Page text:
This week: postmodernism depuzzled, Freud's mistress, and adventures with a bald cheerleader. Plus: Stephanie Evanovich's debut.

The Light in the Ruins by Chris Bohjalian (Doubleday) - An exploration of post-WWII Italy doubles as a murder mystery in this entertaining historical whodunit from Bohjalian (The Sandcastle Girls). In 1952 Florence, Francesca Rosati, a dress-shop worker, is brutally murdered by a killer who carves out her heart, and Detective Serafina Bettini is assigned to solve the homicide.

The Art of Intimacy: The Space Between by Stacey D’Erasmo (Graywolf) - Part of Graywolf’s “Art of” series on the craft of writing, edited by Charles Baxter, this first work of nonfiction by novelist D’Erasmo (The Sky Below) examines the concept of intimacy and the ways this mysterious phenomenon has been conveyed by writers, visual artists, and filmmakers. D’Erasmo organizes the book into chapters based on the places where intimacy occurs, and the results are lucid and provocative.

Big Girl Panties by Stephanie Evanovich (William Morrow) - Evanovich’s incredibly entertaining debut mesmerizes with wit, heart, and intelligence as a spirited large woman breaks out of her shell in a thin-obsessed world. Holly Brennan, widowed at 32, is worn out after months of caring for her dying husband and seeking consolation in food. She surprises herself by saying yes when personal trainer Logan Montgomery, a Greek-god lookalike, offers to help her break some bad habits.

After Iris by Natasha Farrant (Dial) - Twelve-year-old Bluebell Gadsby’s family has been collapsing ever since Blue’s twin sister, Iris, died three years ago. Blue’s father is working on the other side of the country, and their mother is traveling overseas, which leaves new au pair Zoran in charge. Between Blue’s older sister Flora’s rebelliousness, her two younger siblings’ antics, and the family’s pet rats, which live in the garden of their London home, Zoran has his hands full.

The Problem with Pleasure: Modernism and Its Discontents by Laura Frost (Columbia Univ.) - As most English majors would admit, reading modernist poetry or novels is often a difficult experience. But as New School literature professor Frost details in this accessible volume, the difficulty is part of the point. Covering writers like Gertrude Stein, D.H. Lawrence, and David Foster Wallace, this is a great tool for understanding the elusive topic.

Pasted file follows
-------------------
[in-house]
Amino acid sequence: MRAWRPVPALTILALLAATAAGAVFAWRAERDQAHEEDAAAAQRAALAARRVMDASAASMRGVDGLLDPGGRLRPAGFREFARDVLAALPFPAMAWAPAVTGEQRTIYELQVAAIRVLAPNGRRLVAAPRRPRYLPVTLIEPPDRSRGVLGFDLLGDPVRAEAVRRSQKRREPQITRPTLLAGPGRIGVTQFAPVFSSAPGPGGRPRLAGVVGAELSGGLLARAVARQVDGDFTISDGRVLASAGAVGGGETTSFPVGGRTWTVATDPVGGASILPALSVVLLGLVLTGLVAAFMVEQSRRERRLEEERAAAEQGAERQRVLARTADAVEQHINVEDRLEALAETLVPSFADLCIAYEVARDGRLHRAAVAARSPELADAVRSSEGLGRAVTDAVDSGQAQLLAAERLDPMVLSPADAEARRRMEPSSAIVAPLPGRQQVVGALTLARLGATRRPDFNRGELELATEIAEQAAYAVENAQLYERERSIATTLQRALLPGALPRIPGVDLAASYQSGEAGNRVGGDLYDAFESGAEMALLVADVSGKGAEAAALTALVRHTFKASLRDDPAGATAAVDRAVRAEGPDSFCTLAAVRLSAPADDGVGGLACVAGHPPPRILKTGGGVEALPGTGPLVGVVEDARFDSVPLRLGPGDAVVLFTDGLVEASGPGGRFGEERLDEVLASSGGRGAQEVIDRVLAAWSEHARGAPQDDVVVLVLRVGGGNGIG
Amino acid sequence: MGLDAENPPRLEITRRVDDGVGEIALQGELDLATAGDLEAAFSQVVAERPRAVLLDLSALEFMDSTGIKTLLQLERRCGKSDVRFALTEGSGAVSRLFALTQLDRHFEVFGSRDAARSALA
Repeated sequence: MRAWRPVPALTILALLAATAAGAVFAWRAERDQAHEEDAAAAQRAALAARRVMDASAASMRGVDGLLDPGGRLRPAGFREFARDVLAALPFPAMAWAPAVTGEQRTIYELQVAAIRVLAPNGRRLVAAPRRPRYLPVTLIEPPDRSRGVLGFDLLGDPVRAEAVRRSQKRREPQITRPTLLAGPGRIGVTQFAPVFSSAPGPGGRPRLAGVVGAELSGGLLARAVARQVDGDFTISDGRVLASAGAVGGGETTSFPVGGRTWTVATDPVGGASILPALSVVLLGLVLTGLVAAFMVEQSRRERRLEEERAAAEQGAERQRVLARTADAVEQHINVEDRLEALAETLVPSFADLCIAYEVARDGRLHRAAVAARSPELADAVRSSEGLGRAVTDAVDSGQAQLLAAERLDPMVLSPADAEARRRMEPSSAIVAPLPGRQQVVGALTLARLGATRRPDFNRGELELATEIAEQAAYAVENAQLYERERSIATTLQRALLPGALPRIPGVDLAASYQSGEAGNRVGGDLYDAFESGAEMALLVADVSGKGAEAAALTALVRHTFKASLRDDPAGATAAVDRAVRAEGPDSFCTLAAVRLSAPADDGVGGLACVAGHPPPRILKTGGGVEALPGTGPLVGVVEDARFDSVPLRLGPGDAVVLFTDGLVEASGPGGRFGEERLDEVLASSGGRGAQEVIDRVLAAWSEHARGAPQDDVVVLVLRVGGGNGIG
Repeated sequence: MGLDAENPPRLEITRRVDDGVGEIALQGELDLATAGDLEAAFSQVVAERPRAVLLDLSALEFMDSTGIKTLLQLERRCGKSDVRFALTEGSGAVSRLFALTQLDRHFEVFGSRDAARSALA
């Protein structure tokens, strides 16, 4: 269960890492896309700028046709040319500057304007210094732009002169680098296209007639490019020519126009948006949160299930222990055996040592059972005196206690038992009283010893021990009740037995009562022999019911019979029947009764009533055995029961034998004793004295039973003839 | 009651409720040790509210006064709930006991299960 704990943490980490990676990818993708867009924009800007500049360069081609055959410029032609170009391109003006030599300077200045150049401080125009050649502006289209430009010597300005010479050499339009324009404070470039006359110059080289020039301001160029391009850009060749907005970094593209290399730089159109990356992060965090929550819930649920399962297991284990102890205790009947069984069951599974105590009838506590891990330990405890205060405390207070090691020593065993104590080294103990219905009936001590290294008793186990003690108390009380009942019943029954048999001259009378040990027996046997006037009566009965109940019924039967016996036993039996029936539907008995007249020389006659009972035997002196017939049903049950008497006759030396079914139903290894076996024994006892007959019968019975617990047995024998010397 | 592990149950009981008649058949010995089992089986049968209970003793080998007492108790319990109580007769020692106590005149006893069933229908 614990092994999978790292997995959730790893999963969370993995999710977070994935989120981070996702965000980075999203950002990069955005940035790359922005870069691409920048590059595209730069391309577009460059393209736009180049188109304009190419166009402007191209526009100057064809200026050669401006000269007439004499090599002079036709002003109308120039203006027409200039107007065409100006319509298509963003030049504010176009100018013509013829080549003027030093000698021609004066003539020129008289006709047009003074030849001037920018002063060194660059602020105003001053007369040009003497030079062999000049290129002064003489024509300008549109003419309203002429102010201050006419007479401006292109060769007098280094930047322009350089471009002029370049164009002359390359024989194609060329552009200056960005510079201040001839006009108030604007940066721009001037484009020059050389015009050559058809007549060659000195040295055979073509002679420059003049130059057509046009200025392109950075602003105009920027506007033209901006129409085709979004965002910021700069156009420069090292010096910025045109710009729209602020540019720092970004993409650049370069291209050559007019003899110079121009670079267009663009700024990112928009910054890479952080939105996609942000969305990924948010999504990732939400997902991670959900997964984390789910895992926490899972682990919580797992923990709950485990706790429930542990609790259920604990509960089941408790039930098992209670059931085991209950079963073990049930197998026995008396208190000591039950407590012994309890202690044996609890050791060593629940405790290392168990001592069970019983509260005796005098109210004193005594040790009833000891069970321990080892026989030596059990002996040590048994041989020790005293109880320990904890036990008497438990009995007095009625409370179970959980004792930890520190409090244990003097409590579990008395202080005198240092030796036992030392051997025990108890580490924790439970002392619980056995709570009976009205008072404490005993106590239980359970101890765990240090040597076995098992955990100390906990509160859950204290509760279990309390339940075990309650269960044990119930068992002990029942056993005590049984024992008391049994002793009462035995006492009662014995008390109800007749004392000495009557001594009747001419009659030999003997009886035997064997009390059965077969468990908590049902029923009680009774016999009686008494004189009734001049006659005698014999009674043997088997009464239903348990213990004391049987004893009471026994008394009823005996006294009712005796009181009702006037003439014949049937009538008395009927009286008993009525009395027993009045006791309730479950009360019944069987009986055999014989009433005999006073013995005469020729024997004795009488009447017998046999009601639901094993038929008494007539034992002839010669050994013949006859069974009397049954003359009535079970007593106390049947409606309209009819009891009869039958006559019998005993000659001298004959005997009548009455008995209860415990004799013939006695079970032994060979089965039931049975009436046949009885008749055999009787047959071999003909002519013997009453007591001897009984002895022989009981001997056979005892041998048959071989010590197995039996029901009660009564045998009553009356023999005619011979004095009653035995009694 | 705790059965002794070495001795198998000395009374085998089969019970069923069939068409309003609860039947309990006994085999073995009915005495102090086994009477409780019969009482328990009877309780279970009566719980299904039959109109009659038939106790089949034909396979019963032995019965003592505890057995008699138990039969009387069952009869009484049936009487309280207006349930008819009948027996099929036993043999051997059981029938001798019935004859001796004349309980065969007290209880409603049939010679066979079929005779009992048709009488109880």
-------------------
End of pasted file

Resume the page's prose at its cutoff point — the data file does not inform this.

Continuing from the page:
Half Lives by Sarah Grant (Little, Brown) – Grant mines fresh material from the dystopian genre through an intriguing scenario and approach to the form. In the present day, 17-year-old Icie’s normal life is disrupted when her government advisor parents alert her to a biological threat and tell her to get to a shelter outside Las Vegas. En route, she encounters a perky, bald cheerleader named Marissa; young casino heir Tate; and a Native American teen named Chaske.

Saving Thaneheaven by Catherine Jinks (Egmont USA) - Noble the Slayer fights monsters with help from an ill-tempered, shape-shifting, magical weapon, Smite. Smite has always been with Noble, but how far back does “always” go? One day on the way to rescue a princess, Noble meets a skinny kid named Rufus who questions Noble’s very mission and autonomy. Gamers should adore this book.

Freud’s Mistress by Karen Mack and Jennifer Kaufman (Putnam/Amy Einhorn) - A portrait of forbidden desire based on historical speculations, Mack and Kaufman’s thoroughly researched novel explores the difficult moral questions that can arise from adultery. It all begins in 1895 at Berggasse 19 in Vienna, an apartment that’s home to Sigmund and Martha Freud, their six children, and the household’s latest addition, Minna Bernays, Martha’s sister. Minna grapples with the “burden of betrayal” and Sigmund’s cunning rationalizations while trying to answer this novel’s clichéd but nonetheless thought-provoking central question: how far are you willing to go to be happy? Read our interview with the authors.

I Hate to Leave This Beautiful Place by Howard Norman (HMH) - In this luminous memoir, novelist Norman (The Bird Artist) recalls moments of “arresting strangeness,” even in the midst of his quest to gain clarity and stay balanced emotionally. Norman writes of five places where he lived and the characters he met in each, providing him with an opportunity to reflect on his life. With a twinge of melancholy and a steely resolve not to let himself be moved or hurt, Norman regales us with his tale of lust, death (he inadvertently kills a swan on a local lake), and disappointment that mark his teenage summer of 1964 in Grand Rapids, Mich.